Probably one of the most underrated guys in Strikeforce at the end of the promotion’s tenure, Tim Kennedy got lost in the Middleweight mix despite some good performances.
Now, in his Ultimate Fighting Championship (UFC) debut, which will happen tonight (Sat., July 6, 2013) at MGM Grand Garden Arena in Las Vegas, Nevada, he gets a chance to jump-start his career against a legendary name in Roger Gracie.
Powerful, well conditioned and as hard-nosed as you’d expect a Green Beret to be, Kennedy has the vexing assignment of knowing that he’s tangling with one of the planet’s greatest no-gi grapplers. For his part, Gracie has done reasonably well in progressing his mixed martial arts (MMA) skill set since the disastrous knockout setback against Muhammed Lawal.
Grossly deficient in stand up and fighting as an undersized Light Heavyweight, Gracie’s drop to 185 pounds is a better fit and, hopefully, he’ll have improved his striking game to "nonexistent outside of a pawing jab" to "mediocre but improving."
With Anderson Silva making his umpteenth title defense on the card, the middleweight division is in dire need of new faces, so there’s a considerable room for the winner to move up the ranks, especially with an impressive showing.
To take down Gracie or not – that is the question.
Kennedy’s got the advantage of better stand up and a better chin (which in MMA, is pretty much saying "more comfortable getting hit"), but how long he wants to operate on the feet is a big question. He will definitely have to gauge the range and initially establish his stand up and see if Gracie will try takedowns, or even to pull guard to set up ground attacks. Kennedy’s exceptionally good at stuffing people against the cage with his squat, powerful frame, and that might be a good compromise if he finds it hard to land punches (he’ll be giving up five inches in height).
For Gracie, he’s got to show more than the half-hearted stand up he’s displayed in his career at this point, an acclimation process that can take several years coming from a purely grappling-based background. History’s definitely against him, as none of the Gracies -- outside of Renzo Gracie -- really showed any remote comfort level with the standing game; however, MMA has evolved to the point where it’s not enough to be fantastic in merely one phase of the game.
His jiu-jitsu is good enough that he could probably submit anyone in MMA if he got them on the ground. The problem is getting there, and not getting punched in the face while implementing it. Against Kennedy, that’s exactly what’s likely to happen.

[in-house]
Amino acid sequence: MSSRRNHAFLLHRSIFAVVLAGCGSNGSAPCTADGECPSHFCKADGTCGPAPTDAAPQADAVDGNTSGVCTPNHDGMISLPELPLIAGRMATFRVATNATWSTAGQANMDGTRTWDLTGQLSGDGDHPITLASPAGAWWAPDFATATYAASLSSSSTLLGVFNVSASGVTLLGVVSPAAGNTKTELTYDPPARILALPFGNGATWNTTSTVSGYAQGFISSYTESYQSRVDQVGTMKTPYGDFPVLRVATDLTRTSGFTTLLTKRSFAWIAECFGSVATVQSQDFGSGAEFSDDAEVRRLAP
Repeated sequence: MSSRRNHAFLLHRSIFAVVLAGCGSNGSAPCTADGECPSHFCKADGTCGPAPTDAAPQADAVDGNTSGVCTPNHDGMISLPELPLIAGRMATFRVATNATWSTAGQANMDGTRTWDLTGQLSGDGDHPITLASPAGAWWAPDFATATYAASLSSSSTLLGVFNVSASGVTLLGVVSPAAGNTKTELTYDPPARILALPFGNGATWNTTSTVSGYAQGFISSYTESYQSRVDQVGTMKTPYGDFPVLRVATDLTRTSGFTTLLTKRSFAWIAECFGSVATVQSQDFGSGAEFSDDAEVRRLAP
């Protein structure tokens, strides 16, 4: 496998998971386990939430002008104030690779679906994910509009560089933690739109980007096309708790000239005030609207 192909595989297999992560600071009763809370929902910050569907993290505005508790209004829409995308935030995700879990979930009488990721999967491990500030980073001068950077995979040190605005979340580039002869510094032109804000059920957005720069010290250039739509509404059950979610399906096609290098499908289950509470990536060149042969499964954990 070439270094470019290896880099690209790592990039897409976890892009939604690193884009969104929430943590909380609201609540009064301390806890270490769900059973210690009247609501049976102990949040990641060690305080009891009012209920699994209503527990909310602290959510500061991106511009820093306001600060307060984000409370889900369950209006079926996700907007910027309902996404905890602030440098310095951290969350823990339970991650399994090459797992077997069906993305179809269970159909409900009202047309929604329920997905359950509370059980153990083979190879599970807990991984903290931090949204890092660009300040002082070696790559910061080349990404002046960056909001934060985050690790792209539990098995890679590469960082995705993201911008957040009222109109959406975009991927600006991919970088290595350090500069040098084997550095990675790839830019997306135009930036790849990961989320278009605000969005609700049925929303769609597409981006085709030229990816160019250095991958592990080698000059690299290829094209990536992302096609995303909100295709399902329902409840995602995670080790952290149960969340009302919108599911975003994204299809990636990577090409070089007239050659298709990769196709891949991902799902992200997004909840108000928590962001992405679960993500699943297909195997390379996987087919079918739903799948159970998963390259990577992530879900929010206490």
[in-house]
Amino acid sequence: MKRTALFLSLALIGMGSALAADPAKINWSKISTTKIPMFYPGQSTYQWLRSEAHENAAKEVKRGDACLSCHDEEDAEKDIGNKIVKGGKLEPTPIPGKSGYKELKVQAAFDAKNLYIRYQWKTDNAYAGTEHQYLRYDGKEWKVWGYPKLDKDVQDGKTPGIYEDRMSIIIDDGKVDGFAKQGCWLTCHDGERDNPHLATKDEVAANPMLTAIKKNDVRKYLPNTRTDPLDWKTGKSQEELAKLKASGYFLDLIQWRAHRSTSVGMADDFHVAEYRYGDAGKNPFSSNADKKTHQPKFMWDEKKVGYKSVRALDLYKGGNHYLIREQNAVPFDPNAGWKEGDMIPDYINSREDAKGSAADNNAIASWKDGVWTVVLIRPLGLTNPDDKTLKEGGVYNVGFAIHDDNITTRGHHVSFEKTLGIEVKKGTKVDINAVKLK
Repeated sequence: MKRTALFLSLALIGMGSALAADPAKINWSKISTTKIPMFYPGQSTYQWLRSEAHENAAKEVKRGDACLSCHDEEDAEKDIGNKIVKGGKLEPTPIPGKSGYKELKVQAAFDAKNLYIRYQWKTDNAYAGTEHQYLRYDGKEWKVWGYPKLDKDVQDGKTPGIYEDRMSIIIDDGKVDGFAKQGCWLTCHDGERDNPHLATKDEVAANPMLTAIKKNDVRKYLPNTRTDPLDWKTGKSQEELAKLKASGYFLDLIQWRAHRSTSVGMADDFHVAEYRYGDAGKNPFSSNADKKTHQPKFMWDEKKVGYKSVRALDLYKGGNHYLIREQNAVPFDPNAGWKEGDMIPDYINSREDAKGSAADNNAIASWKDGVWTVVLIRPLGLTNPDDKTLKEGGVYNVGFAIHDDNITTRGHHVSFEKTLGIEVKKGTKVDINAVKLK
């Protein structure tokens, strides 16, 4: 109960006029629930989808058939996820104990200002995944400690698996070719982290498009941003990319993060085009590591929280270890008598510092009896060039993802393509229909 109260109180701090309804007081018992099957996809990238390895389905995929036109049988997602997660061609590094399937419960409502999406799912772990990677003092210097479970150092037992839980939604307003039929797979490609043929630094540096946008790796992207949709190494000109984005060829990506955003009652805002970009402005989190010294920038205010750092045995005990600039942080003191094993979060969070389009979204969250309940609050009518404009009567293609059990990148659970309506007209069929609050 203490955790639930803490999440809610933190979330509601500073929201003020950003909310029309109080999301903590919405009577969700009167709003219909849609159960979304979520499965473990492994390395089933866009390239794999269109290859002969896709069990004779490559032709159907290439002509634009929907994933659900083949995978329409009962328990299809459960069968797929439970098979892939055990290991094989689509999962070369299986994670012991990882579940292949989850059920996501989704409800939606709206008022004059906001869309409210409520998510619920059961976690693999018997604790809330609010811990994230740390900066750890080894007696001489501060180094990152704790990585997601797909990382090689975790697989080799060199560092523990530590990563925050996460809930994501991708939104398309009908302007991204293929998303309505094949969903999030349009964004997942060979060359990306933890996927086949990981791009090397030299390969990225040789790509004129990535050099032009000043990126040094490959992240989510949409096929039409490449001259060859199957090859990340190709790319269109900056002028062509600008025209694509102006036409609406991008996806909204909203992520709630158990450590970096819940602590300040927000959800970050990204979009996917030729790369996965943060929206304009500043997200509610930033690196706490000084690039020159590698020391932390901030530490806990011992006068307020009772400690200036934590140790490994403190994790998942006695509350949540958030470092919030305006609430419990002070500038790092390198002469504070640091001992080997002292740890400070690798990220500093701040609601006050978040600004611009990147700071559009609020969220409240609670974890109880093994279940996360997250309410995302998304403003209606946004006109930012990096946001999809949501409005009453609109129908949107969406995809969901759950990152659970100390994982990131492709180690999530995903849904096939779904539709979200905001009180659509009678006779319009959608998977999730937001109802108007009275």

This is a real wild card of a fight, as Gracie’s incredible ground game and obvious upside could give him the nod. But, if there’s one thing I gravitate toward, it’s consistency. And Kennedy always, always gives you that. He is more evolved as a mixed martial artist and plus, I think he’s about as mentally tough as they come.
When you’re in graduate school, 9/11 happens, and you drop out of grad school to join the Army to become a Ranger – that’s the definition of a committed individual.
He’ll feel Gracie out in the opening round and time a smart takedown to test the waters, and win the first round. Growing more comfortable on the feet, once Kennedy sees he can land punches and make Gracie ditch the standing game altogether, that’s when his confidence will surge – he’ll stuff a series of takedown and guard pull attempts, and ultimately beat up Gracie, while pinning him against the cage and keeping him in retreat. In the third, with Gracie tiring and increasingly desperate, Kennedy will finish him with a ground and pound assault for a knockout victory.
Kennedy via technical knockout
Remember that MMAmania.com will provide LIVE round-by-round, blow-by-blow coverage of the UFC 162 pay-per-view (PPV) main card action, which is slated to start promptly at 10 p.m. ET. Up-to-the-minute updates and fight-by-fight coverage will begin to flow earlier than that, however, around 7 p.m. ET with the "Prelims" bouts on Facebook and FX.
Jason Probst can be reached at twitter.com/jasonprobst